Short-chain acyl CoA deficiency (SCAD) is an autosomal recessive disorder of fatty acid beta-oxidation. Affected individuals can have variable presentations ranging from acidosis and neurological impairment to merely myopathy. Some patients may have vomiting, hypoglycemia and microcephaly. The symptoms may be triggered by viral infections and may present in adulthood. Management includes avoidance of fasting, following a special diet, which is low in fat and high in carbohydrates. Medications include L-carnitine and Riboflavin.
Mutations in the ACADS gene lead to SCAD deficiency. ACADS gene is located on the long arm of chromosome 12 and it encodes short-chain acyl CoA dehydrogenase, which metabolize short chain fatty acids. Mutations in this gene affect the production of short-chain acyl CoA dehydrogenase and consequently result in the impairment of fatty acid metabolism.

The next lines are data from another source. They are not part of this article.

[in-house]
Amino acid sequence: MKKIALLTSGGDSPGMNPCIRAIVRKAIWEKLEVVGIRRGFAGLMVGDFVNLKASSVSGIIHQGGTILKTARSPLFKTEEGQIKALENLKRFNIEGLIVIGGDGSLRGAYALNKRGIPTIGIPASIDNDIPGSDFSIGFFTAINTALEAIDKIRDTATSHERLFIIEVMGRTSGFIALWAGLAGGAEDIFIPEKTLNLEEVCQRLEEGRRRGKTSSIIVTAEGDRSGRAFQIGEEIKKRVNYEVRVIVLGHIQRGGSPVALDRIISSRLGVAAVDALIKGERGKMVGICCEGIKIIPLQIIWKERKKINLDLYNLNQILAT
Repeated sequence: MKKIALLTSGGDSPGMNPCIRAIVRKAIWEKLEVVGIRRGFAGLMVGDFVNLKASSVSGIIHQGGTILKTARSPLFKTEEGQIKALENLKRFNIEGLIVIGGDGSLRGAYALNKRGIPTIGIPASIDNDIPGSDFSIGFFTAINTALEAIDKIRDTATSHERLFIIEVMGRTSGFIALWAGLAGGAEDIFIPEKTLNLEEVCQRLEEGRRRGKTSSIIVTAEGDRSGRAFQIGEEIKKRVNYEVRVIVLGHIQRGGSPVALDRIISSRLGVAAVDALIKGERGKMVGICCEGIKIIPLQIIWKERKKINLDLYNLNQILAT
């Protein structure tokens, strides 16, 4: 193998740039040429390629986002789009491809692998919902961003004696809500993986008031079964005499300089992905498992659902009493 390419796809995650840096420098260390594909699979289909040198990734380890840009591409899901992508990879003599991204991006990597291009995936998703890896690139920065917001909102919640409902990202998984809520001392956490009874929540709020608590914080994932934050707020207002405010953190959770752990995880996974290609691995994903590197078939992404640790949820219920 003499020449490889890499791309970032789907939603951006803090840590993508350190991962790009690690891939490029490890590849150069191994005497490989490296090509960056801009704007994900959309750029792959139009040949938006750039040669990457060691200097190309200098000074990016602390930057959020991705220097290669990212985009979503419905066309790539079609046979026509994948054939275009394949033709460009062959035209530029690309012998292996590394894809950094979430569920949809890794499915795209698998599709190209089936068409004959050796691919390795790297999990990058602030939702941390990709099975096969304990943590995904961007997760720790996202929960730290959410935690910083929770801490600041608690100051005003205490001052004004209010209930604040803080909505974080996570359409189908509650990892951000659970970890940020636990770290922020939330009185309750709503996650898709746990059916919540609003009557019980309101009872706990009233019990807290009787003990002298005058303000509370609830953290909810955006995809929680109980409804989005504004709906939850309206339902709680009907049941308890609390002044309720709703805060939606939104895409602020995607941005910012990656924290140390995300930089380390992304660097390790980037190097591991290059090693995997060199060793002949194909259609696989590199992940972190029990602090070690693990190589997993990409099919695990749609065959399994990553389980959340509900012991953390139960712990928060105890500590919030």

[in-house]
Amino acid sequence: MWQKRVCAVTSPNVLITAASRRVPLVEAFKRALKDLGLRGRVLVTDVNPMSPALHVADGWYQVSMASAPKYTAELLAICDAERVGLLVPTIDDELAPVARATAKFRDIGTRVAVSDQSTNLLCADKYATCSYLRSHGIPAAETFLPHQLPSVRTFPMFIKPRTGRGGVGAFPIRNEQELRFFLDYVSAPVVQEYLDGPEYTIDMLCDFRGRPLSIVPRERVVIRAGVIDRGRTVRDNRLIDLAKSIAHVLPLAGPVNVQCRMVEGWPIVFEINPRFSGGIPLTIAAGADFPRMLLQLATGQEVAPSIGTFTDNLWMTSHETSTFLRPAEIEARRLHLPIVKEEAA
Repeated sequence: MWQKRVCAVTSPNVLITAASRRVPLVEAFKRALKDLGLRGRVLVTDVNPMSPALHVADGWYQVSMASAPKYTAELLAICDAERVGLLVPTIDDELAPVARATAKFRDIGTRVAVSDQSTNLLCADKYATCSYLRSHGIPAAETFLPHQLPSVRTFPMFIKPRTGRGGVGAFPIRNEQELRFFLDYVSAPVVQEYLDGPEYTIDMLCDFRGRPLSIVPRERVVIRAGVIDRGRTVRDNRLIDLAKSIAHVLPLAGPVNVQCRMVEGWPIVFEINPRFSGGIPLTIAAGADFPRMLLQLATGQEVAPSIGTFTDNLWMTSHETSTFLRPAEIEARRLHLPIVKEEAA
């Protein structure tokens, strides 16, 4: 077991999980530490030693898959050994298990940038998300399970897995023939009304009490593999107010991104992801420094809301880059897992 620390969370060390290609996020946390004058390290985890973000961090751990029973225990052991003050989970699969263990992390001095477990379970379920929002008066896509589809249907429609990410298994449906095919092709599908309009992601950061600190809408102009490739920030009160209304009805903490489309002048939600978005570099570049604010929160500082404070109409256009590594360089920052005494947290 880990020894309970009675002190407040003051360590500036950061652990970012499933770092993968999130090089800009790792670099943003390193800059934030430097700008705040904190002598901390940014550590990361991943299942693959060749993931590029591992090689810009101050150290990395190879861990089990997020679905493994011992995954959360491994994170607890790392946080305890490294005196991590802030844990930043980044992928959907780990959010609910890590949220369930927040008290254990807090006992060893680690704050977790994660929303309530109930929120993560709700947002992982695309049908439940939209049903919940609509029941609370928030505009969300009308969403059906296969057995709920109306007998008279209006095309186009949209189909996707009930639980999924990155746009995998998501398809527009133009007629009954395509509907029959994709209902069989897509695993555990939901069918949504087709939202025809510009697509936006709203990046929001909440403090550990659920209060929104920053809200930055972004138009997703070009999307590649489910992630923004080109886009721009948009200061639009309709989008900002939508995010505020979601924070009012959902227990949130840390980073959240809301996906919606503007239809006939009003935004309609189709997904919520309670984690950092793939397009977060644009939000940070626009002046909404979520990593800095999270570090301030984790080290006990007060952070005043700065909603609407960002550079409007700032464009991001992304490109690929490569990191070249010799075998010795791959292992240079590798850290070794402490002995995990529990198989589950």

Moammar et al. (2010) reviewed all patients diagnosed with inborn errors of metabolism (IEM) from 1983 to 2008 at Saudi Aramco medical facilities in the Eastern province of Saudi Arabia. During the study period, 165530 Saudi infants were born, of whom a total of 248 newborns were diagnosed with 55 IEM. Affected patients were evaluated based on clinical manifestations or family history of similar illness and/or unexplained neonatal deaths. Almost all patients were born to consanguineous parents. Fatty acid oxidation disorders were diagnosed in 18/248 patients (7%) who presented with enzymatic deficiency. Among them, four cases from two families were found to have SCAD deficiency. The estimated incidence of this condition was 2 in 100,000 live births. The authors concluded that data obtained from this study underestimate the true figures of various IEM in the region. Therefore, there is an urgent need for centralized newborn screening program that utilizes tandem mass spectrometry, and offers genetic counseling for these families.